A statistical methodology was developed to detect statistically significant differences in average monthly rainfall observed at stations in southeast Louisiana that collect 24-h rainfall totals to determine if NCDC climate zones accurately captured the spatial extent of rainfall patterns within the region. This methodology employs cluster analysis using Euclidean distance as the measure of dissimilarity for the clustering technique. To resolve missing rainfall observations, an imputation scheme was developed that uses the two most similar stations (based on Euclidean distance) to determine appropriate values for missing rainfall observations. The clustering technique selected identified five distinct clusters (Fig. 5). For the study area, there are four NCDC climate zones that differ in spatial extent and orientation. These differences have large implications on the depiction of rainfall extremes and distribution of rainfall on an annual basis.
To mitigate hydrologic hazards, residents must know what those hazards are, where and when they occur, how often, and the cycles between surplus and deficit. To accurately capture these cycles, long-term precipitation records are required. The long-term precipitation database compiled for this study illustrates the importance of using multiple data sources to discover critical information on precipitation extremes and trends. There is tremendous value in ensuring data archives capture all the historical data available on rainfall extremes in a form that is usable and accessible from a reliable central access point that ensures security of the data from natural hazards. This one single activity is paramount to fostering collaboration among researchers and practitioners.
This extensive examination of the spatial characteristics of monthly rainfall derived from daily rainfall observations illustrates two critical needs for hydrologic services and the wide array of practitioners who depend on them. The first critical need is to rescue data and implement quality assurance processes to increase the length and accuracy of data contained in our nation’s precipitation archives. The second critical need is to use these enhanced data archives to increase the spatial resolution of precipitation information to understand precipitation patterns on subregional and watershed scales.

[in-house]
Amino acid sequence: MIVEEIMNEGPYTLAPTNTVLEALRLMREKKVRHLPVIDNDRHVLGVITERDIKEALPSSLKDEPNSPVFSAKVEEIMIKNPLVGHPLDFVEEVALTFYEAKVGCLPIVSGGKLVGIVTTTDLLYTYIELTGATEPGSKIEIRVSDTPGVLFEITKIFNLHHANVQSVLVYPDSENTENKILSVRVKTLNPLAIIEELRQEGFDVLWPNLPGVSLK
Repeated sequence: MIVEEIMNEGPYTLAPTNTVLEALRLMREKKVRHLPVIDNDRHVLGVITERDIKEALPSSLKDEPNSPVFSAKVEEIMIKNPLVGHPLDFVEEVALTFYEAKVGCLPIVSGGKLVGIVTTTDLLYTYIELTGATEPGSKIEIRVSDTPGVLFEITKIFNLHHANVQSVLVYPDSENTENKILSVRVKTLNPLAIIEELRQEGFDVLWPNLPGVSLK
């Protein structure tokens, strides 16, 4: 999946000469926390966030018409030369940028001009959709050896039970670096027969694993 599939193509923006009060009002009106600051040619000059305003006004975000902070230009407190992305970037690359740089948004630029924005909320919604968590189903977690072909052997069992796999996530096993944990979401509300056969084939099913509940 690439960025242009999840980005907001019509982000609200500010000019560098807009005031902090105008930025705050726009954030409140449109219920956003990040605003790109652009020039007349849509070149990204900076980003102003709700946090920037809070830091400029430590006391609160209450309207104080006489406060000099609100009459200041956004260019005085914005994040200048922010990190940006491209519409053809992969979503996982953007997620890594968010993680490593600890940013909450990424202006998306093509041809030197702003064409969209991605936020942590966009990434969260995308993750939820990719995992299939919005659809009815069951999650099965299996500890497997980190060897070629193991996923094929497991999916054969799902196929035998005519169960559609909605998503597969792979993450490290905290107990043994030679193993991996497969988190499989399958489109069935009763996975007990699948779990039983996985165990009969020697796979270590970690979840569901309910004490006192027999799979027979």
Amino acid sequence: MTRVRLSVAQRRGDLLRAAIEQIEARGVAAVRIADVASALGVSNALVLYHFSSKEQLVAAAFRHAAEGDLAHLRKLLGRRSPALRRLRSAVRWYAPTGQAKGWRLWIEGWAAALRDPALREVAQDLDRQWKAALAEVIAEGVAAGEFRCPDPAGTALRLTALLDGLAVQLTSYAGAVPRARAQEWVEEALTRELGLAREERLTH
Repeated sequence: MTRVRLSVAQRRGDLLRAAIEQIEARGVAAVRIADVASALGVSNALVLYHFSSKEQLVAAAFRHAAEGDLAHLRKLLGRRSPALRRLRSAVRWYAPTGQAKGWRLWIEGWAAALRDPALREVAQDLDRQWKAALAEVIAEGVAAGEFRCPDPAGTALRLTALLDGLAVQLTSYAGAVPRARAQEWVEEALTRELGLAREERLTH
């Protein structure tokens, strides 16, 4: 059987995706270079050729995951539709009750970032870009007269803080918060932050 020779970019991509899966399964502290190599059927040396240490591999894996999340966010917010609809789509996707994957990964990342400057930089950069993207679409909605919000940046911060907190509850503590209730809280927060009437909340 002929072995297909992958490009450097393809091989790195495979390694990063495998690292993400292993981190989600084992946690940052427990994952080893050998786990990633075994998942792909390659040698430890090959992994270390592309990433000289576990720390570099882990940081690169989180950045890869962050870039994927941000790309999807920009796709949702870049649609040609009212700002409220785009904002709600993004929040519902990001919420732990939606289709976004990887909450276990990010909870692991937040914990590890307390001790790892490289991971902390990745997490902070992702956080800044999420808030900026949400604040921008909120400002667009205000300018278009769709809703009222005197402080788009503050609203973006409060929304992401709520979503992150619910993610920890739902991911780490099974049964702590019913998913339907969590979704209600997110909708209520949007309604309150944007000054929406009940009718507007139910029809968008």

The economic and human losses due to hydrologic extremes within southeast Louisiana and our nation’s coastal zones illustrate the importance of accurate high-resolution precipitation information. This study highlights an existing information gap on hydrologic hazards and precipitation patterns. The comparison of the surrogate values derived for NCDC climate zones 5, 6, and 9 using stations located in the study area shows the need for hydrologic information at resolutions greater than the existing NCDC climate zone system. This is particularly true for coastal watersheds as the nation’s populations migrate to the coastline (U.S. Census Bureau 2007) and are exposed to the risks of freshwater flooding (Rappaport 2000). These new residents need information on the hydrologic extremes of the past. There is tremendous opportunity for new discussions and dialog because these shifting populations will become community leaders and land-use planning chairpersons in the near future within their new environments. Individuals can research the hydrologic events of the past, but they need to know what the effects will be in the future. It is to this end that researchers and practitioners will have to decide if the data provided by NCDC climate zones accurately depict the intensity, duration, and frequency of precipitation within their watershed to support smart sustainable growth within our nation’s coastal zones.
The authors thank the three anonymous reviewers who provided valuable comments on the methodology and content of this paper. We would also like to thank Valliappa Lakshmanan of NOAA’s National Severe Laboratory (NSSL) for his assistance in suggesting appropriate imputation techniques and to David Jorgensen and Kevin Kelleher of NOAA’s NSSL for their suggestions on this manuscript.
Corresponding author address: Dr. Suzanne Van Cooten, National Severe Storms Laboratory, 120 David L. Boren Blvd., Norman, OK 73072. Email: email@example.com
* Supplemental information related to this paper is available at the Journals Online Web site: http://dx.doi.org/10.1175/2009JHM1076.s1.